The best-characterized mechanism that promotes attachment of the mRNA to the 40S ribosomal subunit involves the reversible binding of eIF4E to eIF4G.7, 12, 13, 19 In Fig. 3A, we observed a 2.3-fold increase in eIF4E · eIF4G complex formation after PH; this was inhibited by rapamycin. The Ser1108-phosphorylated form of eIF4G, which may facilitate binding to eIF4E,7 was markedly induced in the complexes (Fig. 3B). In sham-operated mice, no change in the binding of total or phosphorylated eIF4G to eIF4E was observed (data not shown). These results demonstrate for the first time that eIF4F abundance is increased in the regenerating liver.
The results differ substantially from a prior report on regenerating rat liver, in which rapamycin paradoxically led to diminished eIF4E · 4E-BP1 complex formation.15 In that report, complexes were precipitated with sepharose beads coupled to m7GTP, which mimics the 5′ cap on mRNA. In Fig. 4, we used this technique to precipitate eIF4E from liver extracts and again found that PH did not substantially alter eIF4E · 4E-BP1 complex formation, while rapamycin increased the abundance of these complexes. Furthermore, PH led to increased binding of eIF4G to the m7GTP beads, indicating an induction of functional eIF4F complexes capable of binding capped mRNA, and this response was inhibited by rapamycin. Thus, as predicted by studies in numerous other systems,7, 8, 14 inhibition of TOR led to the accumulation of hypophosphorylated 4E-BP1 and increased binding of this protein to eIF4E in regenerating mouse liver.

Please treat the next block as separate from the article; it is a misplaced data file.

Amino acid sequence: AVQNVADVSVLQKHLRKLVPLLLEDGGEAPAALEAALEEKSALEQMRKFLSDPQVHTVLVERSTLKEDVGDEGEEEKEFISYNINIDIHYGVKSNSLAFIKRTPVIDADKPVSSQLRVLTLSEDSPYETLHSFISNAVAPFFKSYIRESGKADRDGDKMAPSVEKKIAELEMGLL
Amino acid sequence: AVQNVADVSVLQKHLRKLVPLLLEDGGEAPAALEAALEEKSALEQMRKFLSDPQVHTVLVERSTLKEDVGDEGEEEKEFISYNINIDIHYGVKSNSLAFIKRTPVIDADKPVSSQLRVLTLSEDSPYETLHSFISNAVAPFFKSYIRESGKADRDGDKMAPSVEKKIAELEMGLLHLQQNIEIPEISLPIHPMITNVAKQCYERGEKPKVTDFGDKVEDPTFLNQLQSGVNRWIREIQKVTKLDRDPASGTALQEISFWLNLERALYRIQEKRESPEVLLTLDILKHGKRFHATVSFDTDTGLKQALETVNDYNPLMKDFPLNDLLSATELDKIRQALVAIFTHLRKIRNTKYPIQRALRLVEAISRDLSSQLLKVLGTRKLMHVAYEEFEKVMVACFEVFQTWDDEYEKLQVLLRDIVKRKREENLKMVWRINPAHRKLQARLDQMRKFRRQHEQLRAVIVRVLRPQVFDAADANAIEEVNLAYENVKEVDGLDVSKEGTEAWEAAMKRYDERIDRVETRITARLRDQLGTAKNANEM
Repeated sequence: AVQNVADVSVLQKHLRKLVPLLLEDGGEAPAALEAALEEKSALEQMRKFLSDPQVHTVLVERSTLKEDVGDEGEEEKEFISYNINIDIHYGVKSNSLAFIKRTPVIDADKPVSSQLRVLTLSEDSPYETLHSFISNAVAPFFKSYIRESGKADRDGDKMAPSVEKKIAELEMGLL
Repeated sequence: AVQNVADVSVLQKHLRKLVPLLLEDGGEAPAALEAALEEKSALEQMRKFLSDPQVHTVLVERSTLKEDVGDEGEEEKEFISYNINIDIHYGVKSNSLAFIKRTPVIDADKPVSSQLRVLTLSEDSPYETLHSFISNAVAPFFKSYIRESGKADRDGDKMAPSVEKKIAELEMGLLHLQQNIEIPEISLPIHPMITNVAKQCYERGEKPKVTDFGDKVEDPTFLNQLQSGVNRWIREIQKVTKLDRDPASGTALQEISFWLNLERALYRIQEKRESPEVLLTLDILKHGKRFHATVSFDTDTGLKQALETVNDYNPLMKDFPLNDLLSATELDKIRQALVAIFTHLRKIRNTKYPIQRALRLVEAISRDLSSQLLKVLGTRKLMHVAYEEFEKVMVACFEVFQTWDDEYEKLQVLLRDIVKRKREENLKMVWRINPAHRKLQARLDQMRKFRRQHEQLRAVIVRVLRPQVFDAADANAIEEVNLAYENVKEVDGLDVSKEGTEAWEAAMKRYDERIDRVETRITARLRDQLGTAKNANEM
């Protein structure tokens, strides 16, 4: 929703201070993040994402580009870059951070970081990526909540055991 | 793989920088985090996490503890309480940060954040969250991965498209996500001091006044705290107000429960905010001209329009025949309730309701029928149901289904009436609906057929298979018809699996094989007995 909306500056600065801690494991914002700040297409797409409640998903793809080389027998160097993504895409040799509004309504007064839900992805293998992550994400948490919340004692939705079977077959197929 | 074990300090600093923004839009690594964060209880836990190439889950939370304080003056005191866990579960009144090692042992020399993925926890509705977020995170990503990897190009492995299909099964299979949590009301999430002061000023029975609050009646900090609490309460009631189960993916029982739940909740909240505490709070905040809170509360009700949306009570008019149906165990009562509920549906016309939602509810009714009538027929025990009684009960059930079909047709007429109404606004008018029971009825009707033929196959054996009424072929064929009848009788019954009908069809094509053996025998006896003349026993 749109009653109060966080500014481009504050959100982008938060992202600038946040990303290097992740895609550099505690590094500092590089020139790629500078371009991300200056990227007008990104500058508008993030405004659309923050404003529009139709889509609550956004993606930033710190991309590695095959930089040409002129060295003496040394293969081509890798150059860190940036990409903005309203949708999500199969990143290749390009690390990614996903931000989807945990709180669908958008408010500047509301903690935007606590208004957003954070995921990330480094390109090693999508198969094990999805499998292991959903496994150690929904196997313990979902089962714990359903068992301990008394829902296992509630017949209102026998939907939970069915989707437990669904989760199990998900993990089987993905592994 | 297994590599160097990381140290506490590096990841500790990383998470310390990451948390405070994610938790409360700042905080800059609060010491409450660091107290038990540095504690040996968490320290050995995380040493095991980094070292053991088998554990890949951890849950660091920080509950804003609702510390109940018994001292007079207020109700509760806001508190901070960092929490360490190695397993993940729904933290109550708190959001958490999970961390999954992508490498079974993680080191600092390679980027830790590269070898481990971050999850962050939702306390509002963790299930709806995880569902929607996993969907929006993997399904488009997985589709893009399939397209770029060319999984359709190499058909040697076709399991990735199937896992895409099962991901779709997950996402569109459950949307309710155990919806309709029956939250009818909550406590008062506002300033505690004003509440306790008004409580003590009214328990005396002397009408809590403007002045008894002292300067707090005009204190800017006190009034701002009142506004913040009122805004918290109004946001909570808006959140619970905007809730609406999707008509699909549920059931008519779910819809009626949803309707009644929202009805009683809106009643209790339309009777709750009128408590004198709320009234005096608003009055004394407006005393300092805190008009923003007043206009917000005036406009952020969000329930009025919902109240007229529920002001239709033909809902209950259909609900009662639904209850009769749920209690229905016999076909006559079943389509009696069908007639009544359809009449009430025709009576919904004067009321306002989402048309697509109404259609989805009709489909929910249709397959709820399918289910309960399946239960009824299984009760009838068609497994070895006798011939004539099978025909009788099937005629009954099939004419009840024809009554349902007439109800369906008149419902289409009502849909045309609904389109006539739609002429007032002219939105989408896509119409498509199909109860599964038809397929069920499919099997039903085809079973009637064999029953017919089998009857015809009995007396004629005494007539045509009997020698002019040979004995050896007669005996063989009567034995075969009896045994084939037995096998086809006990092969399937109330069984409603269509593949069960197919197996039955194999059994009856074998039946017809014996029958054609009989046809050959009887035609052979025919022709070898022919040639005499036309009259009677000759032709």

To further study the regulation of eIF4F in the regenerating liver, we examined the binding of additional subunits to the complex. In Fig. 5, we found that the abundance of PABP and eIF4A1 in eIF4E immunoprecipitates increased after PH, in a manner similar to eIF4G. This suggests that the increase in eIF4E · eIF4G complex formation after PH is functionally significant because it results in recruitment of additional translation initiation factors into the complex.